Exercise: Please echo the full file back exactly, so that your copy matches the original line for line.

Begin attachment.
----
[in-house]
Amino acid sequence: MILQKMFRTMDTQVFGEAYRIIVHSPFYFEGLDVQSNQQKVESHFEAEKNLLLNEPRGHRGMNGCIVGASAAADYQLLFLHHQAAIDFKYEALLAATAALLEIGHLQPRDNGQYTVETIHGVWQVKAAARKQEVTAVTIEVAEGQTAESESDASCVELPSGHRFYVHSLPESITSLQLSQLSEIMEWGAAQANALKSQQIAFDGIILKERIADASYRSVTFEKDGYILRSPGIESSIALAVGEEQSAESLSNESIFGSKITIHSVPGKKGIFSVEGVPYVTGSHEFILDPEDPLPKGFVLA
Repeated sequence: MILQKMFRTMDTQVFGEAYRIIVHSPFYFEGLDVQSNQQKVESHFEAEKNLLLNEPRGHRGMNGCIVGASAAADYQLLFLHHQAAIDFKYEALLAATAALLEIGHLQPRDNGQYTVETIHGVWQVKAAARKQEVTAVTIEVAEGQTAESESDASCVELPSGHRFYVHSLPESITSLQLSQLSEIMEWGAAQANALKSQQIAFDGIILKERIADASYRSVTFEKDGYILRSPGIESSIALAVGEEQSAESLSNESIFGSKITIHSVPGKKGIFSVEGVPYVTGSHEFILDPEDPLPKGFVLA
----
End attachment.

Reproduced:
[in-house]
Amino acid sequence: MILQKMFRTMDTQVFGEAYRIIVHSPFYFEGLDVQSNQQKVESHFEAEKNLLLNEPRGHRGMNGCIVGASAAADYQLLFLHHQAAIDFKYEALLAATAALLEIGHLQPRDNGQYTVETIHGVWQVKAAARKQEVTAVTIEVAEGQTAESESDASCVELPSGHRFYVHSLPESITSLQLSQLSEIMEWGAAQANALKSQQIAFDGIILKERIADASYRSVTFEKDGYILRSPGIESSIALAVGEEQSAESLSNESIFGSKITIHSVPGKKGIFSVEGVPYVTGSHEFILDPEDPLPKGFVLA
Repeated sequence: MILQKMFRTMDTQVFGEAYRIIVHSPFYFEGLDVQSNQQKVESHFEAEKNLLLNEPRGHRGMNGCIVGASAAADYQLLFLHHQAAIDFKYEALLAATAALLEIGHLQPRDNGQYTVETIHGVWQVKAAARKQEVTAVTIEVAEGQTAESESDASCVELPSGHRFYVHSLPESITSLQLSQLSEIMEWGAAQANALKSQQIAFDGIILKERIADASYRSVTFEKDGYILRSPGIESSIALAVGEEQSAESLSNESIFGSKITIHSVPGKKGIFSVEGVPYVTGSHEFILDPEDPLPKGFVLA